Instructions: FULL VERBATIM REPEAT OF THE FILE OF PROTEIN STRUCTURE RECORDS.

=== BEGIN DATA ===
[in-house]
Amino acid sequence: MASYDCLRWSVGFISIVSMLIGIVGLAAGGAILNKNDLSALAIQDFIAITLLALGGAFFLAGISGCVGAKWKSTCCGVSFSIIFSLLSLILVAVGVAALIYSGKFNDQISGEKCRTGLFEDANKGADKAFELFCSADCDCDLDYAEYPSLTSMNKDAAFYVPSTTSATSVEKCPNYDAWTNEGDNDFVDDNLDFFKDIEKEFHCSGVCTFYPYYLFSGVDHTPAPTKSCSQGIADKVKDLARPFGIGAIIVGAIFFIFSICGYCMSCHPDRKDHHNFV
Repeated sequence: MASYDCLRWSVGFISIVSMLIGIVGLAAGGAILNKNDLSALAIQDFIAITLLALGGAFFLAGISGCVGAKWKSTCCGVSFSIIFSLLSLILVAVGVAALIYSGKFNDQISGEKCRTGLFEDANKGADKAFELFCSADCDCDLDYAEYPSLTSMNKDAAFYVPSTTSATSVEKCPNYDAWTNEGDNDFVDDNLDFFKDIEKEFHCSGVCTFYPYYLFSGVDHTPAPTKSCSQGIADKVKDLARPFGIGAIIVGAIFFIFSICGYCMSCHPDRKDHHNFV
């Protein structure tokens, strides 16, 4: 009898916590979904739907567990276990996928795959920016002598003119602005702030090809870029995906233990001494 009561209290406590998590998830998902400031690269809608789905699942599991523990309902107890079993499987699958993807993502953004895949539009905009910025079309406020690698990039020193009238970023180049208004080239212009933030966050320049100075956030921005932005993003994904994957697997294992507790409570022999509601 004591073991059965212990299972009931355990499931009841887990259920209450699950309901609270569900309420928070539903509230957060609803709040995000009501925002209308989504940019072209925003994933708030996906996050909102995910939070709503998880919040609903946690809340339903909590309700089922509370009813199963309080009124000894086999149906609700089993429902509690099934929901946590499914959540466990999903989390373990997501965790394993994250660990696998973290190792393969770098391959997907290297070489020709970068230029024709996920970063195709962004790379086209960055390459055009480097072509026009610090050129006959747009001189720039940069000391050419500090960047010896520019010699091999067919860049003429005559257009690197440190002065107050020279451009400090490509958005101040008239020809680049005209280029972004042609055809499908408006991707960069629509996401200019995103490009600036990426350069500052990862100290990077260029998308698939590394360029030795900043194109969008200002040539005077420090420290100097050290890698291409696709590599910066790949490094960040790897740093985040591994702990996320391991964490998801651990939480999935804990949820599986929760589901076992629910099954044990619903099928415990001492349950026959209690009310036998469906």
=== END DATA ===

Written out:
[in-house]
Amino acid sequence: MASYDCLRWSVGFISIVSMLIGIVGLAAGGAILNKNDLSALAIQDFIAITLLALGGAFFLAGISGCVGAKWKSTCCGVSFSIIFSLLSLILVAVGVAALIYSGKFNDQISGEKCRTGLFEDANKGADKAFELFCSADCDCDLDYAEYPSLTSMNKDAAFYVPSTTSATSVEKCPNYDAWTNEGDNDFVDDNLDFFKDIEKEFHCSGVCTFYPYYLFSGVDHTPAPTKSCSQGIADKVKDLARPFGIGAIIVGAIFFIFSICGYCMSCHPDRKDHHNFV
Repeated sequence: MASYDCLRWSVGFISIVSMLIGIVGLAAGGAILNKNDLSALAIQDFIAITLLALGGAFFLAGISGCVGAKWKSTCCGVSFSIIFSLLSLILVAVGVAALIYSGKFNDQISGEKCRTGLFEDANKGADKAFELFCSADCDCDLDYAEYPSLTSMNKDAAFYVPSTTSATSVEKCPNYDAWTNEGDNDFVDDNLDFFKDIEKEFHCSGVCTFYPYYLFSGVDHTPAPTKSCSQGIADKVKDLARPFGIGAIIVGAIFFIFSICGYCMSCHPDRKDHHNFV
């Protein structure tokens, strides 16, 4: 009898916590979904739907567990276990996928795959920016002598003119602005702030090809870029995906233990001494 009561209290406590998590998830998902400031690269809608789905699942599991523990309902107890079993499987699958993807993502953004895949539009905009910025079309406020690698990039020193009238970023180049208004080239212009933030966050320049100075956030921005932005993003994904994957697997294992507790409570022999509601 004591073991059965212990299972009931355990499931009841887990259920209450699950309901609270569900309420928070539903509230957060609803709040995000009501925002209308989504940019072209925003994933708030996906996050909102995910939070709503998880919040609903946690809340339903909590309700089922509370009813199963309080009124000894086999149906609700089993429902509690099934929901946590499914959540466990999903989390373990997501965790394993994250660990696998973290190792393969770098391959997907290297070489020709970068230029024709996920970063195709962004790379086209960055390459055009480097072509026009610090050129006959747009001189720039940069000391050419500090960047010896520019010699091999067919860049003429005559257009690197440190002065107050020279451009400090490509958005101040008239020809680049005209280029972004042609055809499908408006991707960069629509996401200019995103490009600036990426350069500052990862100290990077260029998308698939590394360029030795900043194109969008200002040539005077420090420290100097050290890698291409696709590599910066790949490094960040790897740093985040591994702990996320391991964490998801651990939480999935804990949820599986929760589901076992629910099954044990619903099928415990001492349950026959209690009310036998469906």